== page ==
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Critically endangered lemurs and amphibians cling to survival in the rainforests of eastern Madagascar. Rainforest Trust is working with a local partner to urgently create secure reserves for these species before Madagascar’s Government opens unprotected areas to extractive industries in 2015.
Thanks to generous support from our donors, we have successfully reached our fundraising goal for this project.
Of the planet’s major biodiversity hotspots, few compare to the island of Madagascar. Over 80% of its flora and fauna are found nowhere else. Located in the Indian Ocean, the island has much to offer the world in the way of biological richness. But rapid deforestation and habitat loss threaten many of its species with extinction.
In Madagascar’s Moramanga District these threats pose a dire risk to endemic wildlife, including the Indri, the world’s largest lemur. To protect these lush forests and the threatened species that inhabit them, Rainforest Trust is collaborating with local Malagasy partner Madagasikara Voakajy to create a network of seven protected areas totaling 74,816 acres. The largest of these, the proposed Mangabe protected area, will act as a last stronghold for the critically endangered Golden Mantella Frog, one of Madagascar’s most threatened and enigmatic amphibian species.
Moramanga District, Eastern Madagascar
Indri Lemur (CR), Diademed Sifaka (CR), Golden Mantella Frog (CR)
Lowland tropical rainforest
Mining, slash and burn agriculture practices
Protect 74,816 acres through the establishment of the Mangabe protected area and six other reserves
Price Per Acre
The rainforests of eastern Madagascar are legendary for their high endemism rates and biodiversity. The proposed Mangabe protected area alone contains nearly 500 plant species. Among its mammals, some of the most threatened are its lemurs. Of the nearly 100 lemur species found on Madagascar, 91% are threatened with extinction. As a result, they are perhaps the most threatened mammal group on earth.
Surviving within the forest canopy of the proposed Mangabe reserve is the largest of all lemurs, the Indri, which is one of the 25 most endangered primates on earth. The forest is also home to another critically endangered lemur, the Diademed Sifaka, a species so sensitive to habitat disturbance it readily abandons areas suffering even minor degradation. The proposed protected area will also provide essential habitat for the critically endangered Golden Mantella, a frog species whose entire range covers less than 35 square miles. Over 60% of the remaining Golden Mantella population will be protected within the Mangabe reserve. Other endangered wildlife found in the proposed reserve includes the Aye-aye (EN), a nocturnal lemur; the Fossa (VU), a cat-like carnivore; the Tarzan Chameleon (CR); a gecko, Phelsuma pronki (CR); and two species of bats, the Madagascan Fruit Bat (VU) and the Madagascan Flying Fox (VU).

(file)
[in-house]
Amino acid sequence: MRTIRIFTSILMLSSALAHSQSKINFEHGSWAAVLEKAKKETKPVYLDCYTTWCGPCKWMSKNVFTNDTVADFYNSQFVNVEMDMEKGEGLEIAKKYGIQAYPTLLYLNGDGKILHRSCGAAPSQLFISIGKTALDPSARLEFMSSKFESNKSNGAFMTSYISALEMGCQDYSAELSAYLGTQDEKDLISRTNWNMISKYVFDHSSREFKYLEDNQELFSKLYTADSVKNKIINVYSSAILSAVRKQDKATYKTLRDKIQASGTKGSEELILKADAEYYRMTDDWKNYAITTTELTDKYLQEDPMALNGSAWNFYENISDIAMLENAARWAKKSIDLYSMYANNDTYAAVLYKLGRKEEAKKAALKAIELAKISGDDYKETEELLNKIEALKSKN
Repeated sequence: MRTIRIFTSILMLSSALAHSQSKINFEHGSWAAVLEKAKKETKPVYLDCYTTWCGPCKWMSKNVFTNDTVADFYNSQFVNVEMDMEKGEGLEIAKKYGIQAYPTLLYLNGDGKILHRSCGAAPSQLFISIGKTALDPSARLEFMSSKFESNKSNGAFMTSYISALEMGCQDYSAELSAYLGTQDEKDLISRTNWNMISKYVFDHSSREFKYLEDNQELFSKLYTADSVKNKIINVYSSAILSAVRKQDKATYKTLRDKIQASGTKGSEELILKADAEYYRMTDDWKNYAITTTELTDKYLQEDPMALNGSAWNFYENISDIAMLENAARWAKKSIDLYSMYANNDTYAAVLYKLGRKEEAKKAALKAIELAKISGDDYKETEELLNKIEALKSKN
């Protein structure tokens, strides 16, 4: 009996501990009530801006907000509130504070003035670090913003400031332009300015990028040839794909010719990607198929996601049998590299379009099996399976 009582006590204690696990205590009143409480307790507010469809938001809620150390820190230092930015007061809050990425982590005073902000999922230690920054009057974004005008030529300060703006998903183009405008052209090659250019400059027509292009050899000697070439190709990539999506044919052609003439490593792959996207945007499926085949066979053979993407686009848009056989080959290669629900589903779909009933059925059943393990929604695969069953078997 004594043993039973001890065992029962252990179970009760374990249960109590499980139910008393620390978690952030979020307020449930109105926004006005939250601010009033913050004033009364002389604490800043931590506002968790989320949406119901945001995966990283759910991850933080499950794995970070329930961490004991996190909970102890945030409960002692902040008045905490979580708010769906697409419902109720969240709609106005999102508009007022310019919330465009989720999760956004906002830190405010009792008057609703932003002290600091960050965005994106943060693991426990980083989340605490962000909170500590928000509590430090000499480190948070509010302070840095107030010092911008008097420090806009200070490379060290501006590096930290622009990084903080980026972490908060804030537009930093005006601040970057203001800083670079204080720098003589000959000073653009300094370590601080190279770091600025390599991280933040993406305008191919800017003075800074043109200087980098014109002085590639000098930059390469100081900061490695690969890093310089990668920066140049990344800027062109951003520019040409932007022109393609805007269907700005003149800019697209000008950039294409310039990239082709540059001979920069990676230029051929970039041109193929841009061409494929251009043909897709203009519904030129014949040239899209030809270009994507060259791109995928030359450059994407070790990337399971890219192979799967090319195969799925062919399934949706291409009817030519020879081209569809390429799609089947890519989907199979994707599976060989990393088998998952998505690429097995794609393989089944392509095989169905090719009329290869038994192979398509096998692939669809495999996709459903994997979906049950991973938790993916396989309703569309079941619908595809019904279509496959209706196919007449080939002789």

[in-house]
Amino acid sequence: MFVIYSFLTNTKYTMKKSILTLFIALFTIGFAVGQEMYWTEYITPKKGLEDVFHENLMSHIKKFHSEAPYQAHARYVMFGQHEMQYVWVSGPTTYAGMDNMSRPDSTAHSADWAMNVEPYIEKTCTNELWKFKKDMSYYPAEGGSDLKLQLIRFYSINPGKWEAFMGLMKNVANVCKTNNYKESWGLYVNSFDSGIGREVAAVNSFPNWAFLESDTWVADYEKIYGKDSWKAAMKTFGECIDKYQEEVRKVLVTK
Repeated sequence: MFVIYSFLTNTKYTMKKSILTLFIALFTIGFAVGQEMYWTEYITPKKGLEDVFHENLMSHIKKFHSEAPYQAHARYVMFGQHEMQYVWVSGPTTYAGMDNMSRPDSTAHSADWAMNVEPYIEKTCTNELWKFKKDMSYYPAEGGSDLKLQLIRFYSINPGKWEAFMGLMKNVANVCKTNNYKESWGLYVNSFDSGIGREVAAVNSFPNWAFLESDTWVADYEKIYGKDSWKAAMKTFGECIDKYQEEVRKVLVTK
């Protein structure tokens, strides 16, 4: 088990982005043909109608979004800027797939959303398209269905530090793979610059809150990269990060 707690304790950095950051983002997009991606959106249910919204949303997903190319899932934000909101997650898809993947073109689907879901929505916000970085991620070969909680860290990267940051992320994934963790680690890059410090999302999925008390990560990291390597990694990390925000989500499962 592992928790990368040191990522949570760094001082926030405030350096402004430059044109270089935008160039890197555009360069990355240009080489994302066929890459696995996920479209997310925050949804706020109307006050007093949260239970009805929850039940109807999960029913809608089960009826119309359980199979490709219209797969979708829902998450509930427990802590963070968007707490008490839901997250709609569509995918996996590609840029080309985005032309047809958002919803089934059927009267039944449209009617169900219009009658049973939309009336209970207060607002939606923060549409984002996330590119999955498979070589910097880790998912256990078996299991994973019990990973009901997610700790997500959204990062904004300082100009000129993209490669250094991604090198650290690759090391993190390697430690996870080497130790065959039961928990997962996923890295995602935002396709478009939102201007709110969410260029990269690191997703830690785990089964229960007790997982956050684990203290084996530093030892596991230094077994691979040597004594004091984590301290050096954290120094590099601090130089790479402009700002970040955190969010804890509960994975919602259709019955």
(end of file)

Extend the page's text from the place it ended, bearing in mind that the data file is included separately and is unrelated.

Due to low agricultural yields, slash-and-burn agriculture is commonly employed to clear and prepare new farmlands within Madagascar’s Moramanga District. As the human population increases its forests are being quickly transformed into fields. Likewise, endangered wildlife faces greater danger from more hunters.
Nickel, gold and cobalt mining operations pose an additional threat. The toxic chemicals used in these mines inevitably enter the local environment with deadly impacts on wildlife. In the Moramanga District, open-pit mines have already significantly damaged Golden Mantella breeding ponds. The need to act now is imperative. An announcement from Madagascar’s national government that lands not officially designated as IUCN Protected Areas by 2015 may be forced to surrender property rights and be opened to logging, agriculture, and mining uses.
Local communities are supportive of conservation efforts and have played an active role with Madagasikara Voakajy to develop a five-year conservation plan for the proposed Mangabe protected area.
These communities, which have a population of approximately 6,000, are composed primarily of Madagascar’s Betsimisaraka and Bezanozano ethnic groups. For survival, most families depend on subsistence agriculture, including the production of rice, maize and cassava.
Thanks to the generous support of our Board members and other supporters who cover all of our operating expenses, Rainforest Trust is able to allocate 100% of donations to conservation action. No board member receives financial benefit and our staff salaries are modest.
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